Hot pursuit is an exception to law enforcement needing a warrant to enter a home to make an arrest in California.
The purpose of hot pursuit
If chasing a suspect connected to a recently-occurred felony and said suspect enters a private house, criminal law says officers can enter the home forcefully. The goal is to prevent the suspect from hiding, escaping, destroying evidence or worse.
Supreme Court reviews a case
The Supreme Court recently set a decision that puts limits on hot pursuit and warrant.
The courts have, in general, accepted most conditions in pursuit matters, leaving defendants trapped in the quagmire of criminal law.
The Supreme Court decision reevaluates pursuit not for felonies but minor crimes, including misdemeanors.
Technically, the police use warrantless entry if there isn’t time to get a warrant. The court determined that in certain conditions, law enforcement cannot use exigent circumstances to enter a home.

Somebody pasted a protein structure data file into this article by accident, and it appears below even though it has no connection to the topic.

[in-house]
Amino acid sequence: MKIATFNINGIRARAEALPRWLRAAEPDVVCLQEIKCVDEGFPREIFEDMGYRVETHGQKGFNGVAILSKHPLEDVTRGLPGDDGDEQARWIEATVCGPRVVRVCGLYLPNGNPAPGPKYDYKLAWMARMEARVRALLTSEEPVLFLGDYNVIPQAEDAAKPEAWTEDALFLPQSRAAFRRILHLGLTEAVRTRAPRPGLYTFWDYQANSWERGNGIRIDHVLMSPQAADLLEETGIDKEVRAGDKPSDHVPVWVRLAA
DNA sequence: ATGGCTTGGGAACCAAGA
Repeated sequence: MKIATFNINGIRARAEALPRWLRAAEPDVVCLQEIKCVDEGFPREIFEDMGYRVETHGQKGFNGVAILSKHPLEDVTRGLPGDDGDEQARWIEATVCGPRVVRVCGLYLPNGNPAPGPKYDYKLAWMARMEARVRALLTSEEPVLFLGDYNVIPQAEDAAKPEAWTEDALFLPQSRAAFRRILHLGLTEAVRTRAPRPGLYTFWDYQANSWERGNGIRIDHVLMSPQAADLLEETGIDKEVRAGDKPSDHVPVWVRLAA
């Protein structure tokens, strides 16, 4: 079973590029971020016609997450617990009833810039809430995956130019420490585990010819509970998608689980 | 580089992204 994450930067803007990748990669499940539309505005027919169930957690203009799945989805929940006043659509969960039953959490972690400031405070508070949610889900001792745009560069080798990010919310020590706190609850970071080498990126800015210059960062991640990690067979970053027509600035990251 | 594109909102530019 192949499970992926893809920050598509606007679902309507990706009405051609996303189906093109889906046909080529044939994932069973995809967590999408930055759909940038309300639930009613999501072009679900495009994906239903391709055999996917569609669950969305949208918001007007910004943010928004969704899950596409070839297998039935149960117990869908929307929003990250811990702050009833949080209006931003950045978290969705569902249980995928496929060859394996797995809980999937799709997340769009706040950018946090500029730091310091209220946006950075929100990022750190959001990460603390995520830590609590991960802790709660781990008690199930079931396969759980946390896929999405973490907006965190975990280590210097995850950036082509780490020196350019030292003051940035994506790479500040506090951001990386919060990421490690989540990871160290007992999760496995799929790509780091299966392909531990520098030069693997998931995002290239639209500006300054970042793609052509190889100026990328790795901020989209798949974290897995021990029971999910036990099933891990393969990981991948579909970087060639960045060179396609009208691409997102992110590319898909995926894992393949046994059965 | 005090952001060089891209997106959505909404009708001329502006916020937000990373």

What the court said
In the decision, Justice Elena Kagan wrote, “When the totality of circumstances shows an emergency — such as imminent harm to others, a threat to the officer himself, destruction of evidence, or escape from the home — the police may act without waiting.
“But the need to pursue a misdemeanant does not trigger a categorical rule allowing home entry … officers must respect the sanctity of the home — which means that they must get a warrant.”
The Court repealed a lower court’s decision that upheld a warrantless pursuit arrest. The Supreme Court determined there were no exigent conditions that required law enforcement to act without a warrant.
The decision was driven by Lange v. California. In that matter, the plaintiff got arrested for a DUI after parking in their garage. The arresting officer used his foot to stop the garage door from closing.
The hot pursuit doctrine has been in play for over 50 years.